The Afterlife of Charles Dickens's "Great Expectations" in the Late 20th and Early 21st Century

The differences in modern adaptations: reliable ''faithful'' vs. unreliable ''unfaithful'' adaptation
Author: Enver Kazić
Publisher: GRIN Verlag
ISBN: 3668208794
Category: Literary Criticism
Page: 24
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Seminar paper from the year 2014 in the subject English Language and Literature Studies - Literature, grade: A, University of Sarajevo, course: English Language and Literature, language: English, abstract: It seems that the 19th-century industrial development and generally the period called Victorian age was not suitable for the urban writer such as Dickens. It should not come as a surprise that Dickens was not very satisfied with the period he lived in, or with people around him. The fact that he had already sold the lease on his London house and moved to the swamp – North Kent Marshes, before he started to write the novel “Great Expectations” may come as a proof for this statement. Dickens was forty-eight then, and he could not stand pollution and bad public health, or the famous London fog of which he wrote so much in his novels “Bleak House” and “Our Mutual Friend”. There is however always a huge diversion between rural and urban in Dickens’ novels, especially in “Great Expectations”. Because of this huge distinction Tristan Sipley in her work ‘The Revenge of ‘Swamp Thing’: Wetlands, Industrial Capitalism, and the Ecological Contradiction of Great Expectations’ divides Dickens in the two groups – “pastoral Dickens” and “gritty urban Dickens”. In “Great Expectations” marsh, the place where the main protagonist – Pip lives (the marsh) is without a doubt showed as a place of wrongdoings, criminality and everything bad.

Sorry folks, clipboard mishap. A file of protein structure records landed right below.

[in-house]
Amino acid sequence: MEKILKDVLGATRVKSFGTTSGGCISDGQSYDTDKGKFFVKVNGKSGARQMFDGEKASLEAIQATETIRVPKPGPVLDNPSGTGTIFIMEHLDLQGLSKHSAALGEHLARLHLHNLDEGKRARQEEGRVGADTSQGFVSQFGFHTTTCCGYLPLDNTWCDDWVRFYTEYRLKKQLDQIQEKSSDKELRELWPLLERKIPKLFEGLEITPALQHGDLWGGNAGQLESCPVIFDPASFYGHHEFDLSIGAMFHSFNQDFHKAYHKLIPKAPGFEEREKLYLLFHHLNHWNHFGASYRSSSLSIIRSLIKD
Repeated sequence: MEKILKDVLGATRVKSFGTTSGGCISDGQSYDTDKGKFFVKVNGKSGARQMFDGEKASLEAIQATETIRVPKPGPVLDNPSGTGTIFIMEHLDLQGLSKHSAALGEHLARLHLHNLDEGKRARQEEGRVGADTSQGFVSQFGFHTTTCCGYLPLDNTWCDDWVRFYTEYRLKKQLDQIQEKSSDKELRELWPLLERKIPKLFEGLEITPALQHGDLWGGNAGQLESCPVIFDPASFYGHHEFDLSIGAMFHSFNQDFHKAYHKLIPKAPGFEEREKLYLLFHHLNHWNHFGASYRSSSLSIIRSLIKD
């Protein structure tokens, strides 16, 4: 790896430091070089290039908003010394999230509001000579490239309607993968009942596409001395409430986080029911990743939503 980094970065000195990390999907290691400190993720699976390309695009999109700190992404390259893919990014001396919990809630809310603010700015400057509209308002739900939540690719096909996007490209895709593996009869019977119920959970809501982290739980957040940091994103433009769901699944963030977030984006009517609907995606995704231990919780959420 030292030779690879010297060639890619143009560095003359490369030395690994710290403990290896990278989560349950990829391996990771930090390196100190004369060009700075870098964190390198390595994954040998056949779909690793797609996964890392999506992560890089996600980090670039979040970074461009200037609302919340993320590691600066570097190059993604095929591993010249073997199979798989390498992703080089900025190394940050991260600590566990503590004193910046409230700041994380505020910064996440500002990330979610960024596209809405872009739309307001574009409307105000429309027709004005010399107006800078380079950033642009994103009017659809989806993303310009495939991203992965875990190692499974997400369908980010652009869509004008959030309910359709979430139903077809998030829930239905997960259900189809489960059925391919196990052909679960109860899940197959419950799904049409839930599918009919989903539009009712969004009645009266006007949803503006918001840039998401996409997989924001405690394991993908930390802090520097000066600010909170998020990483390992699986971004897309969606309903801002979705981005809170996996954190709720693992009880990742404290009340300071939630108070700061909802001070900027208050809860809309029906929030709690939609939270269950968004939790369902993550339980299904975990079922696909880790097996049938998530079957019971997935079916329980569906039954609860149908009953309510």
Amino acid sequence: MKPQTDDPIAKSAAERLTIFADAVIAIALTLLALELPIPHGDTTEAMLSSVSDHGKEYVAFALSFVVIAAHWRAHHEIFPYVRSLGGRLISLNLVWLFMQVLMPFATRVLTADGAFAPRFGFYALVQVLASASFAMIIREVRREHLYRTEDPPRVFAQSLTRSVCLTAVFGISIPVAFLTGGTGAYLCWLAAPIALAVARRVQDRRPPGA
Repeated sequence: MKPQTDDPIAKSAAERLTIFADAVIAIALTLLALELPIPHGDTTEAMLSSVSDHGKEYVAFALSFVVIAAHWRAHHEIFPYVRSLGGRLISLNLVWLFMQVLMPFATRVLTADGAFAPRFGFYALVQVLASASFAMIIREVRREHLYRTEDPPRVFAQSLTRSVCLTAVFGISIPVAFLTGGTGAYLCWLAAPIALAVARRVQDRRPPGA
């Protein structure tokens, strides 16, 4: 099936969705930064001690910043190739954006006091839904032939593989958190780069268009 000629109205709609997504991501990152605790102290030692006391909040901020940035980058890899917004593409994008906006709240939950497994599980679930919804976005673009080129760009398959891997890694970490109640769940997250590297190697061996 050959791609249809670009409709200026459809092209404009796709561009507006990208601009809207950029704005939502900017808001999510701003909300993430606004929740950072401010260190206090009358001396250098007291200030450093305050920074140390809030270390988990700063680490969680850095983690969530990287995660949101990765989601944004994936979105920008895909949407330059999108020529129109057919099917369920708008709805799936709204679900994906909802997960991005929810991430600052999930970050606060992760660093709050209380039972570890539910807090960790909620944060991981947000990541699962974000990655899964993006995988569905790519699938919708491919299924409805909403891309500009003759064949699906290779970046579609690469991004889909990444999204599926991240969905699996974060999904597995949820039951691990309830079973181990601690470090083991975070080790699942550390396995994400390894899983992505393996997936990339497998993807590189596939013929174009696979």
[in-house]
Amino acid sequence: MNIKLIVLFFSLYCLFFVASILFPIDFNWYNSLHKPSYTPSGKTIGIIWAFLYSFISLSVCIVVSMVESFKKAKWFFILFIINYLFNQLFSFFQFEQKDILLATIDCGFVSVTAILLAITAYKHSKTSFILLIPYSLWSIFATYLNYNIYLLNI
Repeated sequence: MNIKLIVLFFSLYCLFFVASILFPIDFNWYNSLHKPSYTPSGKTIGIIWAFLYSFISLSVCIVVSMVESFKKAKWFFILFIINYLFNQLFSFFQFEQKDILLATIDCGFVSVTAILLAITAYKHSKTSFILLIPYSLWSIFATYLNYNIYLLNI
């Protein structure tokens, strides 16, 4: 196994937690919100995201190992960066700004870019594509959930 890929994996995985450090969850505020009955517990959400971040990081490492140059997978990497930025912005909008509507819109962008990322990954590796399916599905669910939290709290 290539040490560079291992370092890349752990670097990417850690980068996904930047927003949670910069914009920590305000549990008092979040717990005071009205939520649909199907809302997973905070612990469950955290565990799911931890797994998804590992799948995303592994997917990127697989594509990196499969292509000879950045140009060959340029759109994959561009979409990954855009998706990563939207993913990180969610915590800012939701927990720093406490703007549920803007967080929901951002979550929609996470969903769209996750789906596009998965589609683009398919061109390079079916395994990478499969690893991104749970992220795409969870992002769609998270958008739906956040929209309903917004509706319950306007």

Language and Literature. A Corpus Stylistic Approach to Charles Dickens


Author: N.A
Publisher: GRIN Verlag
ISBN: 3656415994
Category: Literary Criticism
Page: 17
View: 2409